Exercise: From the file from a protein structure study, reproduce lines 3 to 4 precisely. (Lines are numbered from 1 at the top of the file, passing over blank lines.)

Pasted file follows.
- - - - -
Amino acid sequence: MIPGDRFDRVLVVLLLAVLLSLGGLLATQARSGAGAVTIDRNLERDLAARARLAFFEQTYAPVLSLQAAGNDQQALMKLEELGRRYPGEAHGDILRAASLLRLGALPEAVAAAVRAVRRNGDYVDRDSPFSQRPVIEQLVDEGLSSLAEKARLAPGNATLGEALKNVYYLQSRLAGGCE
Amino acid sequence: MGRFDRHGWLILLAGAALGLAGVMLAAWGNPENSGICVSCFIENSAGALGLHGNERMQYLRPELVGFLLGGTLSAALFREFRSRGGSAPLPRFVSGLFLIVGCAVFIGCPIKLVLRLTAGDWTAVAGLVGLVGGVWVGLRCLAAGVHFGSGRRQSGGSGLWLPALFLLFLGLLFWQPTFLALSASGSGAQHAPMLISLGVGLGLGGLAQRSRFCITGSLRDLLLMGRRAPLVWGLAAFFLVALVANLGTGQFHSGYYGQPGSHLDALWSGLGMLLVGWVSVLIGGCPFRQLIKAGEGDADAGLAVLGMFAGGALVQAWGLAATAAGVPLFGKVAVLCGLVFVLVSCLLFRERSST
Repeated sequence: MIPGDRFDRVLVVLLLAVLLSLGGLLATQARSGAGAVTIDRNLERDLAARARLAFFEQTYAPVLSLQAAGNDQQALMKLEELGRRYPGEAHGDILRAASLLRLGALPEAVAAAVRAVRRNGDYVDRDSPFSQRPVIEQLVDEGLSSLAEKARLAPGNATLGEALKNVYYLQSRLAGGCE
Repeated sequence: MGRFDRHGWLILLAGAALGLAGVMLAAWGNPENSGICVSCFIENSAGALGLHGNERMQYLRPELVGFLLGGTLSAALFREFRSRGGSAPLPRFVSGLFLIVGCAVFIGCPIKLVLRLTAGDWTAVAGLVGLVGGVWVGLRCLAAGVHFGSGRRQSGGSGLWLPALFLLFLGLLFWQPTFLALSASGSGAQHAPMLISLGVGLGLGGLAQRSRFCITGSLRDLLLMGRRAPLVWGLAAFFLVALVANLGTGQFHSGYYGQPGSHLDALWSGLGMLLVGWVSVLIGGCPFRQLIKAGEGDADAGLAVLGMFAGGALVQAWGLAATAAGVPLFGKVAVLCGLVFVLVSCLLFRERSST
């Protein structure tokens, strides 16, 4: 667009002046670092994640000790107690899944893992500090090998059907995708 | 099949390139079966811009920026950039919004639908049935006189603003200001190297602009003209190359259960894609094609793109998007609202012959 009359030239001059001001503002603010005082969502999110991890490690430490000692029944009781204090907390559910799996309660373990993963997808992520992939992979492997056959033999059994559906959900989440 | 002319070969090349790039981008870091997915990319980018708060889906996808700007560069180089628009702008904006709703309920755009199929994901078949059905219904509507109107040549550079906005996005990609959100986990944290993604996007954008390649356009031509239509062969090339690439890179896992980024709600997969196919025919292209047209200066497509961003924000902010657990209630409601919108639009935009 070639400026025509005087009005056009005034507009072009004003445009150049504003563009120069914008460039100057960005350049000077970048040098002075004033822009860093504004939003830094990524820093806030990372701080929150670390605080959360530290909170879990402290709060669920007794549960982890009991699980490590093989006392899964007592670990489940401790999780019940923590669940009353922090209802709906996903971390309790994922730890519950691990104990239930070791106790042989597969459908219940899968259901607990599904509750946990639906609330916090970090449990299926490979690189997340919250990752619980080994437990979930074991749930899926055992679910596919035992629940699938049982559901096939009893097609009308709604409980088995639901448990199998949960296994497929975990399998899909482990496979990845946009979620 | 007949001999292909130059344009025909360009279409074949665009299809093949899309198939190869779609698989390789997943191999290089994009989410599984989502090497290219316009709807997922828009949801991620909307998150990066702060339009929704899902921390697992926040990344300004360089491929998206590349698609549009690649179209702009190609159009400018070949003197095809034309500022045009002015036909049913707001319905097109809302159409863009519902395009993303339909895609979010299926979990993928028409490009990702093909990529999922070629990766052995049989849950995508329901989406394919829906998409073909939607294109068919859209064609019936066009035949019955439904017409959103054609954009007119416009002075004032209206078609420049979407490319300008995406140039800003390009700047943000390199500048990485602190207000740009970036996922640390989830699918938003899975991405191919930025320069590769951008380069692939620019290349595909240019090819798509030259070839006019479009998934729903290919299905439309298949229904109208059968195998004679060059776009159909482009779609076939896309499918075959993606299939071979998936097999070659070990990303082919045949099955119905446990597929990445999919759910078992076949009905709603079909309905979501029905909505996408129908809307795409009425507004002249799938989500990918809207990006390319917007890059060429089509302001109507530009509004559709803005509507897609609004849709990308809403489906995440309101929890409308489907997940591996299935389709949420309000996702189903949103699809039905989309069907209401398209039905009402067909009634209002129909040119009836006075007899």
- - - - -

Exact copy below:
Repeated sequence: MIPGDRFDRVLVVLLLAVLLSLGGLLATQARSGAGAVTIDRNLERDLAARARLAFFEQTYAPVLSLQAAGNDQQALMKLEELGRRYPGEAHGDILRAASLLRLGALPEAVAAAVRAVRRNGDYVDRDSPFSQRPVIEQLVDEGLSSLAEKARLAPGNATLGEALKNVYYLQSRLAGGCE
Repeated sequence: MGRFDRHGWLILLAGAALGLAGVMLAAWGNPENSGICVSCFIENSAGALGLHGNERMQYLRPELVGFLLGGTLSAALFREFRSRGGSAPLPRFVSGLFLIVGCAVFIGCPIKLVLRLTAGDWTAVAGLVGLVGGVWVGLRCLAAGVHFGSGRRQSGGSGLWLPALFLLFLGLLFWQPTFLALSASGSGAQHAPMLISLGVGLGLGGLAQRSRFCITGSLRDLLLMGRRAPLVWGLAAFFLVALVANLGTGQFHSGYYGQPGSHLDALWSGLGMLLVGWVSVLIGGCPFRQLIKAGEGDADAGLAVLGMFAGGALVQAWGLAATAAGVPLFGKVAVLCGLVFVLVSCLLFRERSST